These may include allergens, some chemicals, drugs, something rubbing against the skin, and that can also include some sun exposure. As for the genetic component, it is said that the abnormal development of some specific genes is said to interfere with the normal development and functioning of a healthy skin barrier from infectious agents and irritants. So when you get irritants entering your body system via. your skin, your body triggers an immune response.

With eczema, the immune response is quite heightened, it is more sensitive. It’s an overreactive immune response. And in this case, an immune system here acts as a defense system to protect one from diseases. And in this case, we get the lovely, frustrating red rashes on our bodies. Personally, I believe that my occurrences of eczema were both a factor of the irritants from my external surroundings and also from my interior, internal conditions. I believe that internally, I had a build of toxins from stress and an accumulated amount of toxins from the “not ideal” foods that I was consuming.

These toxins were expressed on my skin, in my opinion. And during my healing process, I often tried to explain to people that I am trying to clean my body from the inside out. That I’m healing my body from the inside out. And that what I’m putting into my body whether that’s food or externally, topically on my skin, that it will, in turn, be expressed on my skin. Now I’d like to explain why I personally chose to take a more holistic, natural approach in managing my eczema. So it all started a couple of years ago when I first encountered the Red Skin Syndrome a.k.a.

Topical Steroid Addiction and Withdrawal. I will insert a link in the description bar. It’s called “” to help you further research and educate yourself in regards to the Red Skin Syndrome. It was really than when I encountered the Red Skin Syndrome that I was serious about taking an alternative route to healing my skin. Once I encountered the Red Skin Syndrome, I felt that I was able to really understand my eczema and what was happening to my skin.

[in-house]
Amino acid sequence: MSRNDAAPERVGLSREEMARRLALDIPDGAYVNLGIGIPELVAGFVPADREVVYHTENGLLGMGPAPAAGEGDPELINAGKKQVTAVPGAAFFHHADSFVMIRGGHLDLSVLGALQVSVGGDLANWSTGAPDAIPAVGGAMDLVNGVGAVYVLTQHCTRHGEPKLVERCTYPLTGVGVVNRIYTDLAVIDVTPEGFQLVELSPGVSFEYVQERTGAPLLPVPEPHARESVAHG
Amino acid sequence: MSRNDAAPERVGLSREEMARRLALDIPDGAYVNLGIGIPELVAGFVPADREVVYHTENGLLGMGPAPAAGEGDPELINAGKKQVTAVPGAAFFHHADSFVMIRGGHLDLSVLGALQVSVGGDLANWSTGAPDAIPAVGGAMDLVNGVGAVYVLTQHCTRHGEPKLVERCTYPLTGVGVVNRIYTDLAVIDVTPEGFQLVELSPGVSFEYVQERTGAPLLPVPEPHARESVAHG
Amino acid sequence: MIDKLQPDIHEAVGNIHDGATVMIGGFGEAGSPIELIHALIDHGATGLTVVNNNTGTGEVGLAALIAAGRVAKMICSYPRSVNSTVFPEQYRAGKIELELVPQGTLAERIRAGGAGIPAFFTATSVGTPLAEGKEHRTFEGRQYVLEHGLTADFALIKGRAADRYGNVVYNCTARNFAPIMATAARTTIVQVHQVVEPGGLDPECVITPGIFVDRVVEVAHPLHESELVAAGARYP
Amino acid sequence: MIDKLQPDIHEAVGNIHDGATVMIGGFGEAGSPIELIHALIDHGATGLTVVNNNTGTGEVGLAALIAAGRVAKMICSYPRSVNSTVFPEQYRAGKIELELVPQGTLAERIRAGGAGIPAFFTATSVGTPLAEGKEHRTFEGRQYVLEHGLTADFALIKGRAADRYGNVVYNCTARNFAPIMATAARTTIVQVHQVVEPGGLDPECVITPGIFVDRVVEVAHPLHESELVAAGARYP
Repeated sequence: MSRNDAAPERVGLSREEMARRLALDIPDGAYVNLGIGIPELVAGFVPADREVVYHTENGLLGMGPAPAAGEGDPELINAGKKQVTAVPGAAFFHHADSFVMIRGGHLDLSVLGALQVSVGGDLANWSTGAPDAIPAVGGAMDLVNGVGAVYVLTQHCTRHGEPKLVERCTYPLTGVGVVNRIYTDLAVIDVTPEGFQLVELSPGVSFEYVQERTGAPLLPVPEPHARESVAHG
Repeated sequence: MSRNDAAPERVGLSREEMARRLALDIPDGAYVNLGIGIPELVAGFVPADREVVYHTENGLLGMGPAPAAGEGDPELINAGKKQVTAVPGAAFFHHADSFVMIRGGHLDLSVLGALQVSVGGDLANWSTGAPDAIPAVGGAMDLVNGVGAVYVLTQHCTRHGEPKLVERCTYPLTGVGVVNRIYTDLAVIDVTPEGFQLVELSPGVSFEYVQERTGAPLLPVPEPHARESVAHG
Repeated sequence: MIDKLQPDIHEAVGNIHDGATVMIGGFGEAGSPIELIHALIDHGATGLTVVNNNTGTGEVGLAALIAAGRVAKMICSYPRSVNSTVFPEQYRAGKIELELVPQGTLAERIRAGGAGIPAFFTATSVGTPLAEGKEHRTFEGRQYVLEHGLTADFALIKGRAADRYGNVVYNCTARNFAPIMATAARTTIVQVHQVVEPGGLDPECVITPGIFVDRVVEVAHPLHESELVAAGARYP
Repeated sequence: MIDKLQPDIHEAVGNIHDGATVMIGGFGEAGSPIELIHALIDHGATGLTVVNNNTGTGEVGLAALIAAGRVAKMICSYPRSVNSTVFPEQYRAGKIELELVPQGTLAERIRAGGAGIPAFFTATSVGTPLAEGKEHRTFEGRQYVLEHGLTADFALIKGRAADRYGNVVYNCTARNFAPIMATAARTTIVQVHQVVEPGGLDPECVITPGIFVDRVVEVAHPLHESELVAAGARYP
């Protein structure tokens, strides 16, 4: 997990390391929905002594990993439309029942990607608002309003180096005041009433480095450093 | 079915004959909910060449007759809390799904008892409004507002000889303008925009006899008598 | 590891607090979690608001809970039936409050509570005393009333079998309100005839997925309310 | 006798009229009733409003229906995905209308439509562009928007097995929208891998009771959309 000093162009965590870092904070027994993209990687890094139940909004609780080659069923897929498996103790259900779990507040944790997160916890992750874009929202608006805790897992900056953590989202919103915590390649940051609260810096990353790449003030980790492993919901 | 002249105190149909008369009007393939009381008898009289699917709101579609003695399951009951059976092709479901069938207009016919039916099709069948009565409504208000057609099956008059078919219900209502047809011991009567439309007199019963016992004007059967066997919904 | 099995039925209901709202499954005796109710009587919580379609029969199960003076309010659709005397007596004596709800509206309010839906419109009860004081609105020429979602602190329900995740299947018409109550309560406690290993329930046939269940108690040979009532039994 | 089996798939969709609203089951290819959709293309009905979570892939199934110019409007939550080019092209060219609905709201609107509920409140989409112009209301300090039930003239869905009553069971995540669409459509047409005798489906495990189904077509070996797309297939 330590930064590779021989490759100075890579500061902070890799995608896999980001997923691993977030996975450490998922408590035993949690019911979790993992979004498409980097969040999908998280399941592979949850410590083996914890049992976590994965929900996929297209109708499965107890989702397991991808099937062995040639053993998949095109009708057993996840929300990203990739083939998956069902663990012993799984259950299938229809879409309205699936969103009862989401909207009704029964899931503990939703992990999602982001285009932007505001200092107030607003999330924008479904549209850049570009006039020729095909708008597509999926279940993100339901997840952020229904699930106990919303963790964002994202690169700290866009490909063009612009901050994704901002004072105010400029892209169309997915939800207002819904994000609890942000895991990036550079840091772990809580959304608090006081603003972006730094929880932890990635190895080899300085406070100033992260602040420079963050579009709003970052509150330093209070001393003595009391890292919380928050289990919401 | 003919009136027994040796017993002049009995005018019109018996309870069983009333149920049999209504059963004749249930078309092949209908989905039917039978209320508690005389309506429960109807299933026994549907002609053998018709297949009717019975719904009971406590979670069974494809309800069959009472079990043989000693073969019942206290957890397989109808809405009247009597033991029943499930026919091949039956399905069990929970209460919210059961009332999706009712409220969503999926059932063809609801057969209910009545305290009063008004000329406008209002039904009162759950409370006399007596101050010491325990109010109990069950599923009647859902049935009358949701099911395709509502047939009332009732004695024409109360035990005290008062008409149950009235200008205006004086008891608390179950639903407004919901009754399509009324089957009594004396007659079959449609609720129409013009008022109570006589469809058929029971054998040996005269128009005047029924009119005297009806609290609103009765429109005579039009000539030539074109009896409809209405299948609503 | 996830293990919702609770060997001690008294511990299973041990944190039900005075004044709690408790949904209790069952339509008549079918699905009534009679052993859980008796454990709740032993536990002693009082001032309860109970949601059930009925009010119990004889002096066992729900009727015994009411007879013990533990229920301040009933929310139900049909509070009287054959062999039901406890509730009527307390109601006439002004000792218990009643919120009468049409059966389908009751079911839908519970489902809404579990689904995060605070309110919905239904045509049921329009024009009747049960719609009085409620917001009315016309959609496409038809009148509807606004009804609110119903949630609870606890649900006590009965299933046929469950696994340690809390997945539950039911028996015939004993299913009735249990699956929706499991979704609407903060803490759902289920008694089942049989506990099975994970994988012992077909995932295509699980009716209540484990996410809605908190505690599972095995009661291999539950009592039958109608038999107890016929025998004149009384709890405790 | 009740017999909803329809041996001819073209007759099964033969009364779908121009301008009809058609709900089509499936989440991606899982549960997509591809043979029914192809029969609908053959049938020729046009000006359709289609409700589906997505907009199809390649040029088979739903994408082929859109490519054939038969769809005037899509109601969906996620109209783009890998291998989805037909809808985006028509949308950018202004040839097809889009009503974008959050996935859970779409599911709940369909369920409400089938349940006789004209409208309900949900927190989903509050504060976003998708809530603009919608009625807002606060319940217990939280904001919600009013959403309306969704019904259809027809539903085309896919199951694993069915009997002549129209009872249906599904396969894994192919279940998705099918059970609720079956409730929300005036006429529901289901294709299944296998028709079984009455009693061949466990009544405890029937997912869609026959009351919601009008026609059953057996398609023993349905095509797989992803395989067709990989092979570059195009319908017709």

Only because I am working in the health care professional field that requires a lot of hand washing and that really disrupts the natural skin barrier of my hand. So then I get frequent flare-ups of eczema. That is the only time I will use topical steroids on my skin. And I chose not to put it on my body or my limbs unless there is an absolute time that I need it and if my other approaches of managing my eczema have failed. I know some people who personally choose to use topical steroids, to be on immunosuppressants, and to attend phototherapy.

These people also are not too consistent when it comes to considering lifestyle and nutritional changes. And that is okay for them. With that being said, please be open that certain approaches may not work for you and that it comes down to your personal choice and values in how you want to approach health and well being. With all that being said, I will again provide the additional informational links in the description bar. These links have helped me heal my skin and educated me during my healing process.